The primary reason for our stalled progress on poverty reduction has to do with the fact that we have not confronted the unrelenting exploitation of the poor in the labor, housing, and financial markets…But capitalism is inherently about owners trying to give as little, and workers trying to get as much, as possible. With unions largely out of the picture, corporations have chipped away at the conventional midcentury work arrangement, which involved steady employment, opportunities for advancement and raises and decent pay with some benefits. As the sociologist Gerald Davis has put it: Our grandparents had careers. Our parents had jobs. We complete tasks. Or at least that has been the story of the American working class and working poor.

(Desmond, p2 2023)

Crime and murder pay for Mr. White at least in four out of five seasons. For every type of crime, the overall crime rate in the US reaches 47.7 per 100,000, which is not too different from other developed countries. Instead, last year 14,827 people were murdered in the US, which leaves the US at 4.8 murders per 100,000 citizens. In comparison, Japan has 0.4 murders per 100,000 residents. Germany has 0.8, Australia 1, France 1.1, and Britain 1.2. In the US, the lower income neighborhoods have more homicides, independent of racial and ethnic composition (Gobaud 2022). Without saying, we facilitate the possession of guns and automatic weapons in fiction and reality.

Americans are inclined to incarcerate and hold the world’s record with over 2.3 million prisoners. Part of this Is due to more stringent drug laws at a lower level of drug distribution and longer prison sentences in general. Apparently, we do not want to see the drug traffickers, in contrast to their constant presence in “Breaking Bad.” Once in prison, however, they can be eliminated by Walter. Little attention is paid to the other half, the drug users, again in fact and fiction.

In the end, Mr. Walter White murders a member of his own family, the brother-in-law Hank, even if by miscalculation. We do not accept one another. Many have experienced identity issues concerning sexuality, religious beliefs, political orientation, where one lives, and more. We have spent so much effort establishing and defending our own identities that we distrust others. An American identity crisis has arrived. However, country identities generally become excessive when we need a planetary one.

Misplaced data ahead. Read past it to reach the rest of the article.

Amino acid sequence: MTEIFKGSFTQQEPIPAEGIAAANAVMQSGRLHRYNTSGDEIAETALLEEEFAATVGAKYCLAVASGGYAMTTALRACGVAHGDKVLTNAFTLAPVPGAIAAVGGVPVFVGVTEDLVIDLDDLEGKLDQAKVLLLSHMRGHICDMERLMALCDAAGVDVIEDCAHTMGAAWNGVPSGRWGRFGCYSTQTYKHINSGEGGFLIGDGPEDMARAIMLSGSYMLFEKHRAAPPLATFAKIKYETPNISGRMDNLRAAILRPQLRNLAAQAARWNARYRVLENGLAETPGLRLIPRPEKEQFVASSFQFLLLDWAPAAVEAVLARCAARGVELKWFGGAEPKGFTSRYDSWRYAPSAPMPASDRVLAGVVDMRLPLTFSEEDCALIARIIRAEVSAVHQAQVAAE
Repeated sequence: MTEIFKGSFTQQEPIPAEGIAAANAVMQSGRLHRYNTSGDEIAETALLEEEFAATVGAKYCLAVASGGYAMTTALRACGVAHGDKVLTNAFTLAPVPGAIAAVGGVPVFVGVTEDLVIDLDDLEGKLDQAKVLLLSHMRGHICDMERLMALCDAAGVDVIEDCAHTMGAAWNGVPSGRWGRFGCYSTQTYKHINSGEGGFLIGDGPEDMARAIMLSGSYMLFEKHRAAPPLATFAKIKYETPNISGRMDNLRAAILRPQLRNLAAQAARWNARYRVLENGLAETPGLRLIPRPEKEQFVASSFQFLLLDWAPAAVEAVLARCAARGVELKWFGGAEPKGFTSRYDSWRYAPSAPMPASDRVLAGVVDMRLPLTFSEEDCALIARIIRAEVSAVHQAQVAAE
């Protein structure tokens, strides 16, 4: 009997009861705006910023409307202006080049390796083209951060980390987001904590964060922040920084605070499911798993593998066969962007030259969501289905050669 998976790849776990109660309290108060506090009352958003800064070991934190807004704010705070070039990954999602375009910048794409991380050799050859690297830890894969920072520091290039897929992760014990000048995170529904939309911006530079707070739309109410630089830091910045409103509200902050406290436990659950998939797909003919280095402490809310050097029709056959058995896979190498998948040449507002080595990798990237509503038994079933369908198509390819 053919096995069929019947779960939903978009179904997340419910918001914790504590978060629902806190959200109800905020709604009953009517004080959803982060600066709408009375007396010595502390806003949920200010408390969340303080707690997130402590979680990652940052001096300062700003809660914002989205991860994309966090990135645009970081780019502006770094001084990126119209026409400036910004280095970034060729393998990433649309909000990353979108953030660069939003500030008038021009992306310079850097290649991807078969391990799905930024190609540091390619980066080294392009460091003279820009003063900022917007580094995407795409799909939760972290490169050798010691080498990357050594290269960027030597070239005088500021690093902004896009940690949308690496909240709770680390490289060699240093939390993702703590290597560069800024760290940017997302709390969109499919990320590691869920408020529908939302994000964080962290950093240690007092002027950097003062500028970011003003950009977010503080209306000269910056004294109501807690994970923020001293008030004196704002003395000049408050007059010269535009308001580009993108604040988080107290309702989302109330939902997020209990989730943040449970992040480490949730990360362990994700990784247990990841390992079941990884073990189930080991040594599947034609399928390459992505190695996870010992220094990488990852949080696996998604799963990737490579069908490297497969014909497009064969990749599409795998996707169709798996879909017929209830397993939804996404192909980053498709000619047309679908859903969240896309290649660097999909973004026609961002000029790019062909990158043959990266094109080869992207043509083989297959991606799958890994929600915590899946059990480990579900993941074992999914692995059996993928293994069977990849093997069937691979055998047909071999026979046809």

Over the five years of "Breaking Bad," we experience the increasing degradation of the morals of Walter and, to a lesser extent, his wife. At first, it is drug pushers, then innocent children, then silencing the nine witnesses; nothing becomes too immoral for Walter. And we linger on for five years. Our epic moral degradation is Big Oil and Gas’s coverup and making of climate warming. And we, as consumers, kept buying cars, creating auto-centric cities, sustaining unsustainable agriculture, and so on. We risk leaving our grandchildren a second-class degraded earth while blithely seeking short-term profits. Artificial intelligence may be a wizard, but it cannot build the love and respect among people needed to become global citizens.

Of course, we watch other TV programs, and many deny any identification with “Breaking Bad.” Then why was the show such a success?

It may be late for reflection, but is this the American people, and climate, we want?


Desmond, M., 2023, Why Poverty Persists in America, New York Times, March 9, This article is adapted from Matthew Desmond’s book “Poverty, by America.” It is being published on March 21 by Crown.
Gobaud, A.N., Mehranbod, C.A., Dong, B. et al. Absolute versus relative socioeconomic disadvantage and homicide: a spatial ecological case–control study of US zip codes. Inj. Epidemiol. 9, 7 (2022).
De Leo, A., 2023, 15 Best 'Breaking Bad' Episodes, Ranked According to IMDb, Collider, February 24.
Reilly, D., 2016, The Godfather, Edward Hopper’s Nighthawks, and More Influences on Better Call Saul (and Breaking Bad), SLATE, March 22.